Learning a Language

I was born into a ‘Yoruba’ family; Hence I am expected to know the language and its customs/traditions like the back of my hand- simply because of my surname.

This like a lot of you will agree is not automatic, because besides breathing, crying and ….pooping a child needs to learn how to do almost everything else.

Growing up, English was the major form of communication at home with very little of Yoruba spoken infrequently so I grew up learning to speak English really well.

At some point however I realized I needed to learn Yoruba (don’t ask me why) So I started to and boy was it tough.

I got my folks and anyone who cared to respond to my mountain of questions to help me.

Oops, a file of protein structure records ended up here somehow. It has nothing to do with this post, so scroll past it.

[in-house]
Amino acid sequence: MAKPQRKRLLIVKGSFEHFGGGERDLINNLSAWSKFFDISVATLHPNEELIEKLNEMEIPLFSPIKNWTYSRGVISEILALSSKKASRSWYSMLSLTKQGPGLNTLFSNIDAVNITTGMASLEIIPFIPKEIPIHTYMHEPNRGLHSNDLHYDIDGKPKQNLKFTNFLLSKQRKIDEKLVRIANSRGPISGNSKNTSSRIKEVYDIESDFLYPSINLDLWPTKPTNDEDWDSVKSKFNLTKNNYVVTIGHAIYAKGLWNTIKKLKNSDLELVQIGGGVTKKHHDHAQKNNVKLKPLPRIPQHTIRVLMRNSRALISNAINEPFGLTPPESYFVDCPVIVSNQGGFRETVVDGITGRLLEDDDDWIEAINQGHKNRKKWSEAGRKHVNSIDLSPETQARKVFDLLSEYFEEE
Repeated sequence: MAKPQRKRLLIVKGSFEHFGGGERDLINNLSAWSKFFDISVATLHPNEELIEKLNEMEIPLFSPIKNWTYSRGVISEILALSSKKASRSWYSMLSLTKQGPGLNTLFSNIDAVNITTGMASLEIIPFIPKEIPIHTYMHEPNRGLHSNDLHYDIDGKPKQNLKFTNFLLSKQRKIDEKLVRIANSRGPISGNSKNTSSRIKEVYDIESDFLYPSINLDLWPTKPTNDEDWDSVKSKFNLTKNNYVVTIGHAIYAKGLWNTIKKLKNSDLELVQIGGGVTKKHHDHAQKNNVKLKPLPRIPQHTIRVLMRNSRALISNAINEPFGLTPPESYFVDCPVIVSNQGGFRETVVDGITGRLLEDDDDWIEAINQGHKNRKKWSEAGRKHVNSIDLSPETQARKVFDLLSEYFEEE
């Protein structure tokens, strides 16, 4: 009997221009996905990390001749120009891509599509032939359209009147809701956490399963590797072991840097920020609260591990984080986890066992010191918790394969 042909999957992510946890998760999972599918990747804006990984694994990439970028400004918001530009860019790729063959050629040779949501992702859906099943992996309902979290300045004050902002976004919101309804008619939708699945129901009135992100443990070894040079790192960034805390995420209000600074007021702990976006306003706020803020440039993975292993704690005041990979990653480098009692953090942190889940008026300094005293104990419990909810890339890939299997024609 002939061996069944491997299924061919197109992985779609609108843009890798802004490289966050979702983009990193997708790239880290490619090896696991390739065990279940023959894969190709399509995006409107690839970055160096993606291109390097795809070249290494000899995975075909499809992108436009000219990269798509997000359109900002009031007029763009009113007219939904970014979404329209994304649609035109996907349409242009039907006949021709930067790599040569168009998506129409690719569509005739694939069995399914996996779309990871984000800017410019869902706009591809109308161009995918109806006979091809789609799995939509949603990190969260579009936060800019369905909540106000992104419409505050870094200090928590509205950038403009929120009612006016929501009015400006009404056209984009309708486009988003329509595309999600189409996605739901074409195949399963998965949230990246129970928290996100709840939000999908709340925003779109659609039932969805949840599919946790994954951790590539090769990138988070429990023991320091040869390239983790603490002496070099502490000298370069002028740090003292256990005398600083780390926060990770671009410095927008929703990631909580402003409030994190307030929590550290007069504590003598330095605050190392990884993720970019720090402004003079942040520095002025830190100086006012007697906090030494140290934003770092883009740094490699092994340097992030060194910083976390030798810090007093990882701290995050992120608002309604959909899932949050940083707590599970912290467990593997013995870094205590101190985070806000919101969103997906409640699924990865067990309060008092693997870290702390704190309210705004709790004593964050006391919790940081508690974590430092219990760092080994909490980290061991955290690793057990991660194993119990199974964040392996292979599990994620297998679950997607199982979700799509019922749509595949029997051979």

The process involved listening to words, short sentences and repeating them (‘repeating' being the overstatement of the year) because the sounds I uttered sounded nothing like what I had heard and I was laughed at. This was feedback that I had anticipated but still hurt every single time. However I persisted undeterred.

Because I hated being laughed at, it motivated me to try to become better much quicker; And slowly (over a couple of years) these once unintelligible sounds started to actually carry meaning.

I realized this when a relative who I hadn’t seen in a while came to visit and was stunned at how much I had improved. I will never forget that feeling of accomplishment.

I have since never lacked for motivation. I happily endure every laugh, snide remark, or sheer disgust shown because of my ineptitude.

Fast forward a couple of decades. I’m a lot better….(even if I say so myself). I still have a ways to go before I can give speeches or sermons, but I’m better off because I never gave up, constantly sought feedback and used them as springboards towards excellence.

I have also now started learning completely foreign languages..

Yours faithfully

Future Polyglot